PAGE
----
The lodge will be 30 units, so 60 beds, with a mixture of tent fabric and wooden infrastructure. For me, by far the most exciting thing is the cable car system. On it, you can silently glide through the mountain range, viewing wildlife [from] more than 80 feet high, with a guide who can move you along or backward at between 5 and 10 miles per hour. I think it’ll be another evolution that hopefully will push everyone in the industry to keep upping our game.

How will economically sustainable solutions play out at Few & Far Luvhondo?

That really means carbon initiatives for me. Few & Far Luvhondo will have its own carbon project associated with it, as we are in the process of developing and conserving a vast area of the Soutpansberg mountain range. That project will be an extraordinary safari experience and at the same time will allow guests to connect with regeneration and the rewilding of the mountain range.

We’re expecting to [sequester] just over 100,000 tons of carbon from the rewilding efforts in an area with lots of commercial agriculture that should have been conserved a long time ago. We’re protecting the huge amount of biodiversity on the mountain and restoring it to what science declares should be the standard.

Few & Far creates outdoorsy experiences under canvas in such destinations as Big Sur, California.

Few & Far creates outdoorsy experiences under canvas in such destinations as Big Sur, California.

Katie Katz

Few & Far offers itineraries with companies whose values you share, such as Singita in East and Southern Africa, Delfin Amazon Cruises in Peru, and Awasi in Chile and Argentina. What can travelers expect from a Few & Far trip?

We’ve put together numerous trips that I personally have experienced, and I can see so intimately the connection between vulnerable communities being impacted positively, beautiful travel experiences, and great environmental conservation work, happening all at the same time. Almost every day we are striving to create moments of privacy and extraordinary beauty.

It’s food and wine in extraordinary places, it’s access [to places] where no one else is going, it’s views no one else is having. It’s creating memorable, off-the-beaten-path moments in outstanding wild places. Usually, the properties we use are small, boutique, very personalized, and high-end, and they are doing extraordinary things—environmental impact initiatives, social conservation, engagement with local communities—while creating great travel experiences.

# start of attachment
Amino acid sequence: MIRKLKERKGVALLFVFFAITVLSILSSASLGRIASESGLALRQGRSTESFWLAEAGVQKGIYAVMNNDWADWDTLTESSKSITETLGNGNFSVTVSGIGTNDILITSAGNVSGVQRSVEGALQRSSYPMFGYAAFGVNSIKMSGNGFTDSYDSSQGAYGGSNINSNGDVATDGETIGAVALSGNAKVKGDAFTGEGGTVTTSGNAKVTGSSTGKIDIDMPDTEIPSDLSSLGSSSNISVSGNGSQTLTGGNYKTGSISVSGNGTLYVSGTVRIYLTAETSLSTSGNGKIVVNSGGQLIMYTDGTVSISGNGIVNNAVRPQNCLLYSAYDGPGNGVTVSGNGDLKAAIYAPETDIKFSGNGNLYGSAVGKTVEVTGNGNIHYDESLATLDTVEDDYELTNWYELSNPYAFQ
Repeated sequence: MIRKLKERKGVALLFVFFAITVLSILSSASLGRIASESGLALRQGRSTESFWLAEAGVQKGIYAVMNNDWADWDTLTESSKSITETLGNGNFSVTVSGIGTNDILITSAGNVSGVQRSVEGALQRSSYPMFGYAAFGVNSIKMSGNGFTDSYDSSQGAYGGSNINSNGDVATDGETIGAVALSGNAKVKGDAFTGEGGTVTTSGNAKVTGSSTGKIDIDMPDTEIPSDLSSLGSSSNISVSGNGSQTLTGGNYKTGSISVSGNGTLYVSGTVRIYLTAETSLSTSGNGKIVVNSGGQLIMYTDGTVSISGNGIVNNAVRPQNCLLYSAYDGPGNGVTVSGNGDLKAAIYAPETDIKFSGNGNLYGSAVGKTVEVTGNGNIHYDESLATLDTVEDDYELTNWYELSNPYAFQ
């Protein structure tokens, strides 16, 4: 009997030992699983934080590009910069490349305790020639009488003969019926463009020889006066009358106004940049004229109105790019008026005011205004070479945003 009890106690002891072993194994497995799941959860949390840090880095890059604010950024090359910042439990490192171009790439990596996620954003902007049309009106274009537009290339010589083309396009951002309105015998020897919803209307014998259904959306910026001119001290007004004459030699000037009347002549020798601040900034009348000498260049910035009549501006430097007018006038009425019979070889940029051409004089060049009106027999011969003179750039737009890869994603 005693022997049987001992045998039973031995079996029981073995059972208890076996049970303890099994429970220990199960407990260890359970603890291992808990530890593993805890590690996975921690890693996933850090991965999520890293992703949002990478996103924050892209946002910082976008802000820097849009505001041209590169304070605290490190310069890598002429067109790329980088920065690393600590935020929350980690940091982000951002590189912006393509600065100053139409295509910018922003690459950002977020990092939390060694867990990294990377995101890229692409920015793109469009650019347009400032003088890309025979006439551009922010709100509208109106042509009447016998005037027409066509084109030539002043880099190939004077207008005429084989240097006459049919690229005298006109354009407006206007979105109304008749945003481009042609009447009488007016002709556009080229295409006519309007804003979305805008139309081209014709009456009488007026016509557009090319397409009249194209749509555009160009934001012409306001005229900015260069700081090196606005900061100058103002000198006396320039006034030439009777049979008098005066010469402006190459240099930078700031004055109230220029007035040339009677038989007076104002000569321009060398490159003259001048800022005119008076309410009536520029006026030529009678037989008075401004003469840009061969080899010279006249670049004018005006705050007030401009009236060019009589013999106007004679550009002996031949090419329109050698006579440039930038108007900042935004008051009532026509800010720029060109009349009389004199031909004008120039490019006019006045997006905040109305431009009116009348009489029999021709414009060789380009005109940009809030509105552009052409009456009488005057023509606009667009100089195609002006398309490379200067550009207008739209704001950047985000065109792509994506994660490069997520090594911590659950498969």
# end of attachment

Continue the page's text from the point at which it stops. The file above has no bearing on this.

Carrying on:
What do you think travel companies should be doing in the way of carbon offsets?

We must do two things as a planet. We need to reduce our emissions, and we have to [take] more carbon out of the atmosphere. I can do the math, and the world has to sequester 20 billion more tons of carbon a year than we currently do [to mitigate climate change). Carbon credits typically sell for $10 to $12 a ton, so that problem is technically only a $200 billion a year problem. In the grand scheme of things, that’s not a lot of money. How big of a slice the travel industry could take out of that? I don’t know, but probably a massive chunk. It has been easy for travel companies to go online and buy offsets, and I think we should buy offsets. Why? Because when you buy an offset, what you’re doing is investing in a project that is attempting to sequester more carbon from the atmosphere.

We ourselves are aiming to do enough projects to offset 1 million tons of carbon, and we’re also creating new projects to sequester carbon. My husband was just in Zanzibar with our son looking at coral reefs off the coast, and we are excited for the possibility for Few & Far that there are probably many more projects for us to sink our teeth into. I love the continued synergy of a hospitality project and a carbon project coming together, [marrying] conservation and rewilding efforts to conserve fragile land.

Kathryn Romeyn is a Bali-based journalist and devoted explorer of culture, nature and design, especially throughout Asia and Africa—always with her toddler in tow.